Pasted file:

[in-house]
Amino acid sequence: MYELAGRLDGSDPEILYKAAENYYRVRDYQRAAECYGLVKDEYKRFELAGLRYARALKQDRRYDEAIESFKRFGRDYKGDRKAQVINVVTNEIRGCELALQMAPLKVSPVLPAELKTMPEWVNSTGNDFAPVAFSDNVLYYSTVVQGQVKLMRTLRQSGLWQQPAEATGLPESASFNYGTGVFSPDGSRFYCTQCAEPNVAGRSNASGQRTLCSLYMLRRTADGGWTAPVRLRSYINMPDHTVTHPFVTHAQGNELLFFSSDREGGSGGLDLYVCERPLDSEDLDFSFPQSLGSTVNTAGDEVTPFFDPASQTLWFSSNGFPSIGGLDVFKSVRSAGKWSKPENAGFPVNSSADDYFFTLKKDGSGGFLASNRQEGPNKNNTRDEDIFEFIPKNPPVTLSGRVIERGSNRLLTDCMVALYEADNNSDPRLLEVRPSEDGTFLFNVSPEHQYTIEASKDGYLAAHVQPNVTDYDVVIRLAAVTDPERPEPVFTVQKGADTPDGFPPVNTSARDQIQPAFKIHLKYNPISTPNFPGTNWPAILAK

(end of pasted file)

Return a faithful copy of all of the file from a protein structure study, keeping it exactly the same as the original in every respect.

[in-house]
Amino acid sequence: MYELAGRLDGSDPEILYKAAENYYRVRDYQRAAECYGLVKDEYKRFELAGLRYARALKQDRRYDEAIESFKRFGRDYKGDRKAQVINVVTNEIRGCELALQMAPLKVSPVLPAELKTMPEWVNSTGNDFAPVAFSDNVLYYSTVVQGQVKLMRTLRQSGLWQQPAEATGLPESASFNYGTGVFSPDGSRFYCTQCAEPNVAGRSNASGQRTLCSLYMLRRTADGGWTAPVRLRSYINMPDHTVTHPFVTHAQGNELLFFSSDREGGSGGLDLYVCERPLDSEDLDFSFPQSLGSTVNTAGDEVTPFFDPASQTLWFSSNGFPSIGGLDVFKSVRSAGKWSKPENAGFPVNSSADDYFFTLKKDGSGGFLASNRQEGPNKNNTRDEDIFEFIPKNPPVTLSGRVIERGSNRLLTDCMVALYEADNNSDPRLLEVRPSEDGTFLFNVSPEHQYTIEASKDGYLAAHVQPNVTDYDVVIRLAAVTDPERPEPVFTVQKGADTPDGFPPVNTSARDQIQPAFKIHLKYNPISTPNFPGTNWPAILAK